There’s a real life math problem here for you! Which is the better buy boneless chicken breasts or chicken leg quarters if you look solely at meat yield?

I looked it up and found that leg quarters have an approximately 62% meat yield as compared to boneless, skinless chicken breasts. To figure out what the price of the actual meat is, divide the price by 0.62.  

$0.34/0.62=$0.548/lb. Chicken breasts were on sale that day for $1.99/lb. The breasts usually cost $2.99/lb. Yep, I got a great deal!

What is the last bargian you came across?

Trivia Kickstart 2| Creating Curriculum That Suits Your Child

Trivia quizzes are a great way to kickstart an interesting path of learning for your kids and create curriculum tailor made for your child!  Take this test with your kids and if something “clicks” investigate further!  Let me know if any of these questions inspired a path!questions-1328466

 

A. What do all months that start with Sunday have in common?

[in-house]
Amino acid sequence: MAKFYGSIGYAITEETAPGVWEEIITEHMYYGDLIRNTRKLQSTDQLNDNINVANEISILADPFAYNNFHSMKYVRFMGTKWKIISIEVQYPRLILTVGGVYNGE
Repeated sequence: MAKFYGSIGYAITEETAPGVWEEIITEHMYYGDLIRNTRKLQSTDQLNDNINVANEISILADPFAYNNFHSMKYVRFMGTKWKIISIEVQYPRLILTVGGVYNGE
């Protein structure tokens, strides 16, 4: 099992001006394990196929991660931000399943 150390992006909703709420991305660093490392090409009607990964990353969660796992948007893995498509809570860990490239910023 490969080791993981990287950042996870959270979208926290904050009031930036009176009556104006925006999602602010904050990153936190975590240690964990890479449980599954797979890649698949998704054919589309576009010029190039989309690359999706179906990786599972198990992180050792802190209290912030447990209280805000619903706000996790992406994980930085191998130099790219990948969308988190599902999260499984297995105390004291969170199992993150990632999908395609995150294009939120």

1. They have 31 days
  2. They have a Friday the 13th
  3. They will end on Thursday

B. The Yo-Yo (a toy introduced in 1929) was based on:

  1. An ancient Egyptian toy
  2. A weapon used by16th-century Filipino hunters
  3. A medieval cooking tool

C.  The word “scuba” is an acronym. What does it stand for?

D. What is a dog’s normal body temperature?

  1.  92 degrees
  2.  97 degrees
  3. 101 degrees

E. How long is the typical ostrich’s intestinal track?

  1. 45 feet
  2. 37 feet
  3. 82 feet

Scroll down for the answers!

 

 

 

 

 

 

 

 

 

 

 

 

Answers:

A – 2

B – 2

C – Self-Contained Underwater Breathing Apparatus

D – 3

E – 1

TriviaKickstart 1| Creating Curriculum That Suits Your Child

 

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Trivia quizzes are a great way to kickstart an interesting path of learning for your kids and create curriculum that suits your child!  Take the test with your kids and if something “clicks” investigate further! I plan to make this thread an ongoing feature here. Let me know if any of these questions inspired a path!

A. There is only one muscle in the body that is attached at only one end. What is it?

B. What percentage of dreams do most people remember?

  • 55%
  • 38%
  • 10%

C.  What fraction of people tip their heads to the right when they kiss?

  • 1/3
  • 5/8
  • 2/3

D. The brain is only 3% of the body’s weight. What percentage of the body’s energy does it use?

  • 6%
  • 14%
  • 20%

E. Approximately how many eggs does a queen bee lay in a day?

  • 800
  • 1,500
  • 6,000